Now, it is not my purpose in this Preface to enter upon any examination into the causes of this vulgar prejudice. But I want, first of all, to set before the reader the formidable difficulties which, as I foresaw, would beset me; when I consented, at the request and advice of others, to undertake the task, of which the present Volume is a first instalment. I felt that it would be a mere waste of time to compose a work like the present, unless there were a well-grounded hope that I should be able to secure a certain number of readers, belonging to that class of educated and thoughtful students in whose interest I wish to labour. But how, I said to myself, is one to get a hearing for the School? At the outset, there confronts us that prejudice against Metaphysics in general, which for a long time has been only too general in this country and is still nurtured by personages who, in virtue of their position, influence, and abilities, contribute in no small measure to the formation of public opinion. This, however, did not present itself to my mind as an obstacle too formidable to be overcome. For in the literature of the day is to be found evidence abundantly sufficient to show, that English thought has awakened to a growing interest in, and to a sense of the paramount importance of, metaphysical investigation. But the main difficulty recurred: Can our English students and men of letters be induced to concern themselves with Scholastic teaching? Here is a Philosophy which has been all but universally condemned by theological and ecclesiastical writers of every shade of opinion outside the Catholic Church, -- scorned and vilipended by most of the modern philosophical writers of greatest repute in this country, -- used as a proverb of contempt by our men of literature, -- erected by many professors of physical science as a target for the shafts of their wit, -- despised by men of culture generally, who have been taught, almost from their cradle, to regard it as the amalgam of an obsolete Theology and of dialectical hair-splitting, -- painted in perhaps more repulsive colours in standard as well as popular Encyclopedias, in Dictionaries, Vocabularies, Catechisms and compendious histories of Philosophy, -- hated and abused by the illuminati, those prophets of a future gospel of truth, -- pronounced by most to be already dead and buried out of sight, -- what hope can there be of making way against such a torrent of opposing forces? Nevertheless, in face of this to me most formidable difficulty, I took courage; and, gentle reader, I will tell you why. There are already trustworthy signs of a turn in the tide. I have good reason for saying, that there are not a few men of information and study in English-speaking countries, even among such as have devoted themselves to physical pursuits, who, tired with the ever-rising Babel of new philosophies and with the universal disintegration of scientific thought that has resulted from what has been called the critical method, are looking back with a wistful glance towards the old Philosophy, but are puzzled where to look for it. As yet, it has never been presented in an English dress; and it would be too much to expect, that these inquirers, however earnest, should collect it for themselves out of the many folios of the Scholastic Doctors. The obstacles to such eclectic research would he too vast to be easily surmounted. For the most part, philosophical solutions are introduced, as it were, parenthetically into the standard works of the School. They only appear, when necessary to the defence or elucidation of some dogma of Theology natural or revealed. Consequently, they are not presented to the reader in scientific form, or as a complete, proportioned, whole. They must be sought out, collected, arranged. These remarks apply with peculiar force to the voluminous writings of the Angelic Doctor. It is true, indeed, that St. Thomas has sometimes expressly and exclusively discussed various questions of philosophy in one or other of his Opuscula, or smaller works; but these discussions were plainly enough professorial notes, intended for the class or for the benefit of some puzzled student, and treat of this or that isolated point independently of the rest. These little dissertations are eminently serviceable to such as have already mastered the Peripatetic system; but would only add to the perplexity of those who are novices. There is one exception to the remarks just made touching the treatment of philosophical truths in the writings of the School. Suarez has left us a complete Course of Scholastic Philosophy; and I have carefully consulted and received valuable assistance from it, in most of the Books into which the present Work is divided. Neither would it do, however, for the general reader, as an introduction to the said Philosophy. The circumstance that it is written in Scholastic Latin would prove a stumbling-block to many; to others the logical precision and attendant dryness would be repulsive; and others, again, would find questions of comparatively little interest to them discussed at great length, while other points, about which they are desirous of receiving the fullest explanation, are perhaps summarily dismissed. In a word, Suarez wrote for a past century and for students of Theology: that which we now want is a course of Scholastic Philosophy, suited to the needs of this nineteenth century and to the apprehension of men of culture. It is this want that I have attempted to meet; with what success, it must be for my readers to judge. One thing I may here be allowed to observe. I lay no claim to originality. Every man should get to know his own deficiencies; and originality is not my forte. Besides, such an effort would have been out of place in a work which professes to give, only in a popular and elementary form, a system of Philosophy that has been historically defined. I lay claim to the office of an interpreter rather than to that of a teacher. But this I can conscientiously say, that I have tried my best to do justice to the original; and that I present before my readers the fruits, (such as they are), of the labours of many years.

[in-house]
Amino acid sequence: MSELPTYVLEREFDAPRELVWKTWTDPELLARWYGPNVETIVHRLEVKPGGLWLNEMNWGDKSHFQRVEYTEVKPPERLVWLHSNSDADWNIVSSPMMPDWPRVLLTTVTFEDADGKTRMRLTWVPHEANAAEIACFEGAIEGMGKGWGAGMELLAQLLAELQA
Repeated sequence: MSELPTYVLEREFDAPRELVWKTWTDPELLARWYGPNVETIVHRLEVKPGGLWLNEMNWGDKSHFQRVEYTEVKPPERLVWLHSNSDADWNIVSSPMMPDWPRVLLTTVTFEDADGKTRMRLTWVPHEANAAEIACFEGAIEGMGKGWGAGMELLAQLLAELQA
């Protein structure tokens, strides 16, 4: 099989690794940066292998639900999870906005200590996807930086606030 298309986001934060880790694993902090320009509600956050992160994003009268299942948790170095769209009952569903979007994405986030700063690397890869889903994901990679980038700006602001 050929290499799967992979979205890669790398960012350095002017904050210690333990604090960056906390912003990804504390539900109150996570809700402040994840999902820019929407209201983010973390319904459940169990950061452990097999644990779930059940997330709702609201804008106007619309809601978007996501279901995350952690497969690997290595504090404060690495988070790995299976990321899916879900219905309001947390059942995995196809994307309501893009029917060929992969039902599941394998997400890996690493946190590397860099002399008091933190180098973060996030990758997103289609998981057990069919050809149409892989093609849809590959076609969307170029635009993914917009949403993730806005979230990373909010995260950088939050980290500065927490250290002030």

But, before I enter upon an explanation of the way in which I have endeavoured to carry out this idea, I deem it expedient to answer the charges which have been made against the philosophical teaching of the School, as they are embodied in the quotations that stand at the head of this Preface. There is one which I shall consider first of all; not so much by reason of any weight that may possibly be imagined to attach to it, as because it has taken such general possession of men's minds, and is repeated by several of the writers whom I have quoted. Hobbes accuses the Schoolmen of an 'abuse of words,' which he denounces as absurd; and asks, if those who have written 'whole volumes of such stuff, are not mad?' Brucker speaks with emphasis 'of the horrors of a barbarous terminology,' which he attributes to them. Mosheim calls attention to 'the ridiculous oddity of many of their expressions,' and to 'the hideous barbarity of their style.' Mr. Lewes complains of 'the arid and often frivolous poverty of their style.'